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Column: ‘I am having my first period’31 January 2010 Zie Nederlandse versie
by Arnold Jansen op de Haar
People from the UK have one big advantage: they speak rather good English, although we can make an exception for people from remote Yorkshire valleys. English, the language, is the most important product exported from the UK.
Looking at it from a different angle, if only they spoke English in Germany, it would be the leading industrial nation. At present the United States fulfils this role, so actually you could argue that Americans are really just Germans who speak English.
Once The Netherlands ruled the seas, so it nearly might have been Dutch that was spoken everywhere. However the influence of The Netherlands diminished from that point onwards. However nowadays Dutch isn’t one of the smaller languages, in fact it is about the 37th most spoken language in the world, out of a total of around 6000 languages.
Putting this differently we’re located just behind Tai and ahead of Uzbek, which is good to know, though it doesn't help with the communication problems that begin on the ferry to England.
Once I found myself on the Hook of Holland to Harwich ferry and I couldn’t help overhearing two neatly dressed Dutch ladies ordering a cup of coffee. They solemnly expressed their order in Dutch to the English speaking waitress: ‘Twee kopjes koffie, alstublieft’ (‘Two coffees, please’).
The poor girl had probably just started the job and didn’t know what to make of it. The two ladies, in the spirit of the Dutch ruling the seas, persevered with Dutch but were now speaking much more slowly and with excellent pronunciation: ‘Twee... kopjes... koffie..., alstublieft!’ Unfortunately this didn’t provoke any reaction from the waitress.
Whereas, if two English ladies on a ferry to a Greek island had ordered ‘Two coffees, please’, they would have been served immediately.
It used to be the case that as long as you were British, you could make your break in any American film by playing the villain. This has changed. These days when hearing a British accent, Americans think it sounds very charming.
So when you’re British you can get away with quite a lot; this was very cleverly demonstrated by Ricky Gervais during the Golden Globes award ceremony.
We will never find out if Germany harbours the equivalent of a Ricky Gervais because the German Ricky Gervais cannot cross the (language) border.
So yes, there is a special relationship between the US and the UK, but it mainly rests on the shared language. However it is taking this too far when one addresses Tony Blair as Tony Bush, which one hapless reporter managed to do twice this week.
When English is your mother tongue, you have a head start in life, there is no doubt about it. People in all areas of society are favoured by this simple fact: politicians, diplomats, scientists, the military, writers, pop musicians, the list goes on.
If you were to translate an English pop song into Dutch, its meaning would all but disappear. It sounds much better in English anyway and it is understood just about anywhere in the world.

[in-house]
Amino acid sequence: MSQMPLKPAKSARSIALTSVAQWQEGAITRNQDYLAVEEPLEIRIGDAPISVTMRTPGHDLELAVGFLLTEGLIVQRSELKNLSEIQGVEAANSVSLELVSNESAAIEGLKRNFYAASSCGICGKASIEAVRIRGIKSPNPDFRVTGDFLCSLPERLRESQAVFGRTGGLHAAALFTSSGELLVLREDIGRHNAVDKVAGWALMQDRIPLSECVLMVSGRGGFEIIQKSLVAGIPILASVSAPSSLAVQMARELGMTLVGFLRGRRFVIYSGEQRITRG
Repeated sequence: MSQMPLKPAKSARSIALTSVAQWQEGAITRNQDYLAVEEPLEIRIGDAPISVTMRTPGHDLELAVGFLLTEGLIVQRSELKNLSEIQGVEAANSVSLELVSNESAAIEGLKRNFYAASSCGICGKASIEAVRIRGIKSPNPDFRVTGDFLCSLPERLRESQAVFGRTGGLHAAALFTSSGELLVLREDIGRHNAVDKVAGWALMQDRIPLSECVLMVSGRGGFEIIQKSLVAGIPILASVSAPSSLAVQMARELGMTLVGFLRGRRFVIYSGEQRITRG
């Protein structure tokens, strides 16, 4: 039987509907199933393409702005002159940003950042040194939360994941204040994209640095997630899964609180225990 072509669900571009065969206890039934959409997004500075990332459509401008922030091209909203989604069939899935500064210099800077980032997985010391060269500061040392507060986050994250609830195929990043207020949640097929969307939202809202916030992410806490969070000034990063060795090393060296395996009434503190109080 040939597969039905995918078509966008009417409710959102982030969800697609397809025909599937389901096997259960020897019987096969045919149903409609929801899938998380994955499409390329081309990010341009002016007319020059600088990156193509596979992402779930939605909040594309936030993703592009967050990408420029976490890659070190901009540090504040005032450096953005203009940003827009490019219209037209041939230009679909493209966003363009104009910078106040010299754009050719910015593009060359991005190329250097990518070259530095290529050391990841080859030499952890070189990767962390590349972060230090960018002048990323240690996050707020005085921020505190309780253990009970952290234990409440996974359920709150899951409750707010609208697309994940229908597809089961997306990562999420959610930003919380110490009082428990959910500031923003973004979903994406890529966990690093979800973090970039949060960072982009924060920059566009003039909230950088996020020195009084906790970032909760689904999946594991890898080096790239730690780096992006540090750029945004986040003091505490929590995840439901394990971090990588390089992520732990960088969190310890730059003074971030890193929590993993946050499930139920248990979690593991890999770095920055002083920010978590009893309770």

Non-English speaking countries bravely attempt to speak the English language, a very good example are ABBA’s lyrics. I have read somewhere that these lyrics have been translated in Hindi, this must have resulted in a feast for linguists.
The French have gone through a very difficult time. They love their language and so couldn’t understand why one would need English until they realized that no one could read their scientific papers. At that point they had to admit defeat.
The fact remains that when English is your second language, you have a handicap. Certainly when writing literature, the rule for Dutchmen is: write it in Dutch and engage a good translator, never try to write the English text yourself. I think there is a pearl of wisdom for politicians in this statement.
A female Dutch junior minister once proclaimed: ‘I am having my first period.’ She had just wanted to make it known that this was her first term as junior minister, she had not meant to announce that she was having her first menstruation.
The great thing about the English is that they take this in their stride and just reply: ‘Interesting.’ Unfortunately, these incidents do not advance the Dutch politicians on the international scene.
We are now getting worried about the growing influence of China because Chinese is more widely spoken than English. I’m not worried; English is the world’s language and this has been given its seal of approval by the rising use of the internet.
Learning English is a big thing for the Chinese, but I think the number of English speakers learning Chinese is not growing anywhere near as rapidly.
When English is your mother tongue, the world is your oyster, while the rest of us just muddle along. Luckily this particular piece has been translated.
© Arnold Jansen op de Haar
© Translation Holland Park Press
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